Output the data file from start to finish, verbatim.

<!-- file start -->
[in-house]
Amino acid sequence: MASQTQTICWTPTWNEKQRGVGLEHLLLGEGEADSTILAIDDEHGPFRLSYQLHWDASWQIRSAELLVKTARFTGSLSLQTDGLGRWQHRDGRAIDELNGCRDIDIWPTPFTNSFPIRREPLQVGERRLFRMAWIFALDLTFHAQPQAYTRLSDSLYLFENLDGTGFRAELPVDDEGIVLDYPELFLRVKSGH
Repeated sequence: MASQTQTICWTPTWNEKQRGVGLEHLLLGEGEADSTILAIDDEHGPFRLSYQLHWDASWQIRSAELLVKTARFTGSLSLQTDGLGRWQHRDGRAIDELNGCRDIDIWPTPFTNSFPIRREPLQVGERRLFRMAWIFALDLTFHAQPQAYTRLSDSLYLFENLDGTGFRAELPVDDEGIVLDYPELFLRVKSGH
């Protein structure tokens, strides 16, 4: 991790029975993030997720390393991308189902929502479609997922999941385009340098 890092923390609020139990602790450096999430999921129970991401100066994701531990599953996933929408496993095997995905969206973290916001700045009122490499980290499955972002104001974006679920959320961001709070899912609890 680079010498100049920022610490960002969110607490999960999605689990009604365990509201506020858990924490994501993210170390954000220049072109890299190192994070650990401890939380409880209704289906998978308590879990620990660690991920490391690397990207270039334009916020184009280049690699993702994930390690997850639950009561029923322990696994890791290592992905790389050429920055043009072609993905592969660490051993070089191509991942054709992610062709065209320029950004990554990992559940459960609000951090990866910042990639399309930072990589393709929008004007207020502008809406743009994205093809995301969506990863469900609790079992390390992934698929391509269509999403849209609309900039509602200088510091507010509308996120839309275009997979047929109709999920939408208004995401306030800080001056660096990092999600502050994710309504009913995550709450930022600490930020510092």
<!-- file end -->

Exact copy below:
[in-house]
Amino acid sequence: MASQTQTICWTPTWNEKQRGVGLEHLLLGEGEADSTILAIDDEHGPFRLSYQLHWDASWQIRSAELLVKTARFTGSLSLQTDGLGRWQHRDGRAIDELNGCRDIDIWPTPFTNSFPIRREPLQVGERRLFRMAWIFALDLTFHAQPQAYTRLSDSLYLFENLDGTGFRAELPVDDEGIVLDYPELFLRVKSGH
Repeated sequence: MASQTQTICWTPTWNEKQRGVGLEHLLLGEGEADSTILAIDDEHGPFRLSYQLHWDASWQIRSAELLVKTARFTGSLSLQTDGLGRWQHRDGRAIDELNGCRDIDIWPTPFTNSFPIRREPLQVGERRLFRMAWIFALDLTFHAQPQAYTRLSDSLYLFENLDGTGFRAELPVDDEGIVLDYPELFLRVKSGH
């Protein structure tokens, strides 16, 4: 991790029975993030997720390393991308189902929502479609997922999941385009340098 890092923390609020139990602790450096999430999921129970991401100066994701531990599953996933929408496993095997995905969206973290916001700045009122490499980290499955972002104001974006679920959320961001709070899912609890 680079010498100049920022610490960002969110607490999960999605689990009604365990509201506020858990924490994501993210170390954000220049072109890299190192994070650990401890939380409880209704289906998978308590879990620990660690991920490391690397990207270039334009916020184009280049690699993702994930390690997850639950009561029923322990696994890791290592992905790389050429920055043009072609993905592969660490051993070089191509991942054709992610062709065209320029950004990554990992559940459960609000951090990866910042990639399309930072990589393709929008004007207020502008809406743009994205093809995301969506990863469900609790079992390390992934698929391509269509999403849209609309900039509602200088510091507010509308996120839309275009997979047929109709999920939408208004995401306030800080001056660096990092999600502050994710309504009913995550709450930022600490930020510092």